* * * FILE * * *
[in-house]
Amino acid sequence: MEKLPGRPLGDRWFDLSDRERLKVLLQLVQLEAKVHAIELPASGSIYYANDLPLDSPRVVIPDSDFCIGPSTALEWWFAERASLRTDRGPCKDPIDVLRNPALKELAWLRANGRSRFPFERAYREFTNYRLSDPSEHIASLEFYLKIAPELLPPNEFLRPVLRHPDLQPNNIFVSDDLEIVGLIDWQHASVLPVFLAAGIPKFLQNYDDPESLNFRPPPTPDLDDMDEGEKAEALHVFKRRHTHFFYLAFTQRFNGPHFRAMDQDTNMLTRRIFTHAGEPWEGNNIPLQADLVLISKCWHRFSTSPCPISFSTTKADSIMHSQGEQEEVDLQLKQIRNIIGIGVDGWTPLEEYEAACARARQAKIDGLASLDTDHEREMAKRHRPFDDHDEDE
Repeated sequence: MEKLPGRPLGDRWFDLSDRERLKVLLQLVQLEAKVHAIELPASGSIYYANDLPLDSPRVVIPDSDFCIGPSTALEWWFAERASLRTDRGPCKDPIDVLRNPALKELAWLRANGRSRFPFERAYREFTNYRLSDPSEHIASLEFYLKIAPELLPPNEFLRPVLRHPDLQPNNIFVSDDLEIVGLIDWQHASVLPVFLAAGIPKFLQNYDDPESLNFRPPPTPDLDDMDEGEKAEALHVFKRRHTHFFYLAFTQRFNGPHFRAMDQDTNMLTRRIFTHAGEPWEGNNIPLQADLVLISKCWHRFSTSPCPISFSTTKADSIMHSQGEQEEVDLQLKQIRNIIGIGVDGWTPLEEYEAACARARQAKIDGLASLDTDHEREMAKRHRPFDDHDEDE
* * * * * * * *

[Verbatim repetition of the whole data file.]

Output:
[in-house]
Amino acid sequence: MEKLPGRPLGDRWFDLSDRERLKVLLQLVQLEAKVHAIELPASGSIYYANDLPLDSPRVVIPDSDFCIGPSTALEWWFAERASLRTDRGPCKDPIDVLRNPALKELAWLRANGRSRFPFERAYREFTNYRLSDPSEHIASLEFYLKIAPELLPPNEFLRPVLRHPDLQPNNIFVSDDLEIVGLIDWQHASVLPVFLAAGIPKFLQNYDDPESLNFRPPPTPDLDDMDEGEKAEALHVFKRRHTHFFYLAFTQRFNGPHFRAMDQDTNMLTRRIFTHAGEPWEGNNIPLQADLVLISKCWHRFSTSPCPISFSTTKADSIMHSQGEQEEVDLQLKQIRNIIGIGVDGWTPLEEYEAACARARQAKIDGLASLDTDHEREMAKRHRPFDDHDEDE
Repeated sequence: MEKLPGRPLGDRWFDLSDRERLKVLLQLVQLEAKVHAIELPASGSIYYANDLPLDSPRVVIPDSDFCIGPSTALEWWFAERASLRTDRGPCKDPIDVLRNPALKELAWLRANGRSRFPFERAYREFTNYRLSDPSEHIASLEFYLKIAPELLPPNEFLRPVLRHPDLQPNNIFVSDDLEIVGLIDWQHASVLPVFLAAGIPKFLQNYDDPESLNFRPPPTPDLDDMDEGEKAEALHVFKRRHTHFFYLAFTQRFNGPHFRAMDQDTNMLTRRIFTHAGEPWEGNNIPLQADLVLISKCWHRFSTSPCPISFSTTKADSIMHSQGEQEEVDLQLKQIRNIIGIGVDGWTPLEEYEAACARARQAKIDGLASLDTDHEREMAKRHRPFDDHDEDE